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Thirteenth episode of Fawlty Towers?

The existence (or otherwise) of a thirteenth episode of Fawlty Towers is a mystery which is right up there with whether Man really strolled on the Moon or whether Princess Diana was bumped off by dark forces within the British Establishment.

A few sources claim the existence of a 13th or "missing" episode, and some lucky people even go so far as to claim actually having viewed this illusive lost episode of Fawlty Towers in a complete scripted, filmed and ready for broadcast format.

So, were there really just twelve episodes of Fawlty Towers? Or, does the legendary lost episode exist somewhere locked in a dusty vault underneath one of the many BBC buildings dotted across England? There was no Fawlty Towers movie (see below), no Christmas Specials which were a popular format to extend the magic of many a BBC comedy series in those days.

One possible reason why some people claim to have watched more (than 12) episodes is that they are mistaking one or more of the American remakes for the original British Fawlty Towers.

Let’s begin the quest for the Holy Grail which is the thirteenth episode of Fawlty Towers by looking at some of the plots suggested as being the basis for the missing episode.

I’m not going to comment on how much credence I think you should give to any of these possible episodes, after all I could be in on the conspiracy ;-) The official BBC book Fawlty Towers Fully Booked boldly states in its very first paragraph that claims of a 13th episode are nonsense.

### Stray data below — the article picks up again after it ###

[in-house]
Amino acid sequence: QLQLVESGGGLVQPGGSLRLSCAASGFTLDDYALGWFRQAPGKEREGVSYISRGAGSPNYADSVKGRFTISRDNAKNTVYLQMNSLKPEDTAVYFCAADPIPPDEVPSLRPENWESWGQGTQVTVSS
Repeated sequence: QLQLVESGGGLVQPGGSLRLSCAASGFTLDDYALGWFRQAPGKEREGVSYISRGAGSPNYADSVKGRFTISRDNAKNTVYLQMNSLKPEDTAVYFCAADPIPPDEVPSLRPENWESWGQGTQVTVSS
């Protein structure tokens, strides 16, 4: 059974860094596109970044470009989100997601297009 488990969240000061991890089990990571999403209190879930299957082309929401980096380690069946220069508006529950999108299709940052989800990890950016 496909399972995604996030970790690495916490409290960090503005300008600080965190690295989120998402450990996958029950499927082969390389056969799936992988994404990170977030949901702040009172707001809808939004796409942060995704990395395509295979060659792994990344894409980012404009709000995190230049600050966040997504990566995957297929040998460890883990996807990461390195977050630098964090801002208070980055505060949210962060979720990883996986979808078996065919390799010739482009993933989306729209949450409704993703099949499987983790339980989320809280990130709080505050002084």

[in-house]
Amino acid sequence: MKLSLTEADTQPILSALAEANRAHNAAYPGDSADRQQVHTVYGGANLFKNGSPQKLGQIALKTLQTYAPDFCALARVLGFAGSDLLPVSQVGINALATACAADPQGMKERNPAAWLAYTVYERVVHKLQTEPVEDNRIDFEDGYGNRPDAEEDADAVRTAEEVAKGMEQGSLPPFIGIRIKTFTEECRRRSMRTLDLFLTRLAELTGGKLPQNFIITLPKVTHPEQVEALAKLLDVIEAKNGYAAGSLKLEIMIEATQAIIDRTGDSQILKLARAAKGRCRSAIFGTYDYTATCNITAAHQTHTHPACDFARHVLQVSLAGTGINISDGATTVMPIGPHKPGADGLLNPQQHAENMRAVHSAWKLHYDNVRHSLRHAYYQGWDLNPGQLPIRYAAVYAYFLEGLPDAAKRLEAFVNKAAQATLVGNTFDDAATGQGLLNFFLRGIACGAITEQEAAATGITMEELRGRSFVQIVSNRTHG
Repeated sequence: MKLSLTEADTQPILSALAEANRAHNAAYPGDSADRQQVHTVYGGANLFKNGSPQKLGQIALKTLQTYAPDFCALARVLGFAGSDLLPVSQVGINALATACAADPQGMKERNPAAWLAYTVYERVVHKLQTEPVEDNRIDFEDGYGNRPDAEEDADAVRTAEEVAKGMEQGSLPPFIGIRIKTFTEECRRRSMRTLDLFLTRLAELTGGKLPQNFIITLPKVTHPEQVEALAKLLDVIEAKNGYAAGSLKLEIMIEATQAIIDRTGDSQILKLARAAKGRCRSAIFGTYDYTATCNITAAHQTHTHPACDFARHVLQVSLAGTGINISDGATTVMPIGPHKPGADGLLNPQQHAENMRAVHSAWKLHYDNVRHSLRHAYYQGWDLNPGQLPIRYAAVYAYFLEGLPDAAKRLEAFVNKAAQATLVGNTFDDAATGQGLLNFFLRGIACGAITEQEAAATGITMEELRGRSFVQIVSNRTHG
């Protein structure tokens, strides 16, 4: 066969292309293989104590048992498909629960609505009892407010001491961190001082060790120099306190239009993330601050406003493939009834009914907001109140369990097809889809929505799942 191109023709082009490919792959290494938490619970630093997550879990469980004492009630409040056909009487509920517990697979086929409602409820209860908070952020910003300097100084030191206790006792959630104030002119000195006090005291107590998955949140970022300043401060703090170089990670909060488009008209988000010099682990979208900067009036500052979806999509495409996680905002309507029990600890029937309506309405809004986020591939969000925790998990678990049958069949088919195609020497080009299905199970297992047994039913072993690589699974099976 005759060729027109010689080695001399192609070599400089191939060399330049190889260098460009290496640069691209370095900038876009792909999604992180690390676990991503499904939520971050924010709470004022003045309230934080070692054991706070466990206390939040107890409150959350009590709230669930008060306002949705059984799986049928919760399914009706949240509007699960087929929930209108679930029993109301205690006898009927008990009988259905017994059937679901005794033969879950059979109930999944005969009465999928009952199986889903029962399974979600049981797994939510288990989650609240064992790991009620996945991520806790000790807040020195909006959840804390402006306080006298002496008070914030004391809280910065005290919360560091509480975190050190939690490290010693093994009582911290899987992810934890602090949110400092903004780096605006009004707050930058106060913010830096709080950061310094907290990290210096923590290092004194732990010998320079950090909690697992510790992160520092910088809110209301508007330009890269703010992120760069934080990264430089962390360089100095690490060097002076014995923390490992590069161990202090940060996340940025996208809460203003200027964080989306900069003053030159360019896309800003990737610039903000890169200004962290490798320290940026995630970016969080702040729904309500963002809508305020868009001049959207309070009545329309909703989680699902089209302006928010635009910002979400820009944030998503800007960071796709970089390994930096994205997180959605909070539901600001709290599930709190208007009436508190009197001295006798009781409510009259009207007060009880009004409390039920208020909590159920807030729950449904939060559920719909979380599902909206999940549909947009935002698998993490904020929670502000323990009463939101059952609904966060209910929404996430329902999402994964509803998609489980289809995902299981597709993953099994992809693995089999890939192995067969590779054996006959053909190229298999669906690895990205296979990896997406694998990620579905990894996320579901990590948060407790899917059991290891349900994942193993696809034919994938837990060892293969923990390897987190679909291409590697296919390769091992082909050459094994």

The Blackout

Several online pages mention "persistent rumours" of this episode idea which existed in a "rough cut" form. Like most rumours, the origins of this one seem impossible to trace.

The Robbers

Lars Holger Holm, writer of Fawlty Towers: A Worshipper’s Companion, dedicates a whole chapter of this invaluable book to tell his story of how he was fortunate enough to watch a finished thirteenth episode called "The Robbers". Apparently, a former BBC employee allowed Lars to view the complete episode at his flat [an apartment] one night in London. After viewing the whole episode (said to be 45 minutes long), once everyone was crashed out in a drunken stupor, the resourceful Lars ran the entire script through the copy facility on a fax machine and reproduces the script in his book! The episode was scheduled to be broadcast on January 9, 1980 but never made it on air.

No Ill Feeling / Doctor At Large

If anyone has mistaken an episode of Doctor At Large called No Ill Feeling for being an episode of Fawlty Towers then it is a genuine mistake. John Cleese did write this episode with his experiences at The Gleneagles fresh in his mind so this episode did very much resemble Fawlty Towers which followed a few years later.

The Film Idea

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The BBC were naturally keen to keep Fawlty Towers going so John Cleese did put together a plot for it. The idea was to take the format out of the hotel and utilise the characters in a broader, more ambitious landscape. Basil was flying to Spain after a very lengthy delay at Heathrow. When he eventually does get on the plane, a terrorist pulls out a gun in an attempted hijack. Basil is riled enough to overpower the hijacker and orders the pilot to continue to Spain instead of returning to Heathrow. Once Basil arrives in Spain he is arrested and held in a Spanish prison. Another rough idea was for Basil to go to Spain and discover he was staying in a hotel owned by someone even ruder than himself. The Fawlty Towers film never happened.

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